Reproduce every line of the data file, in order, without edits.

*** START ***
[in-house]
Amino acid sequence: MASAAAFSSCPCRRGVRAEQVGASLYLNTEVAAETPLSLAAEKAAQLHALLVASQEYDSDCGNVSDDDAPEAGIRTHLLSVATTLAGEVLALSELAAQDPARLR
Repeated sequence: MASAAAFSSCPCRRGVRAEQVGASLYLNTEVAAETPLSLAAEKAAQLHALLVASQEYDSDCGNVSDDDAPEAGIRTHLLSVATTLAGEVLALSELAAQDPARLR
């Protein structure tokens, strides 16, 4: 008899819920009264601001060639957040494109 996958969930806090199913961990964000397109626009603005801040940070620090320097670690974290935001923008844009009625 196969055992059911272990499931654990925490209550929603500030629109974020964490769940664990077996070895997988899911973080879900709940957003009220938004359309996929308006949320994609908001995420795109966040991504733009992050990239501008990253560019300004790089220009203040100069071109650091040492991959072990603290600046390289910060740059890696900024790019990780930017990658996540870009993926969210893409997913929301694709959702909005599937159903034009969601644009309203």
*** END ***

[in-house]
Amino acid sequence: MASAAAFSSCPCRRGVRAEQVGASLYLNTEVAAETPLSLAAEKAAQLHALLVASQEYDSDCGNVSDDDAPEAGIRTHLLSVATTLAGEVLALSELAAQDPARLR
Repeated sequence: MASAAAFSSCPCRRGVRAEQVGASLYLNTEVAAETPLSLAAEKAAQLHALLVASQEYDSDCGNVSDDDAPEAGIRTHLLSVATTLAGEVLALSELAAQDPARLR
């Protein structure tokens, strides 16, 4: 008899819920009264601001060639957040494109 996958969930806090199913961990964000397109626009603005801040940070620090320097670690974290935001923008844009009625 196969055992059911272990499931654990925490209550929603500030629109974020964490769940664990077996070895997988899911973080879900709940957003009220938004359309996929308006949320994609908001995420795109966040991504733009992050990239501008990253560019300004790089220009203040100069071109650091040492991959072990603290600046390289910060740059890696900024790019990780930017990658996540870009993926969210893409997913929301694709959702909005599937159903034009969601644009309203």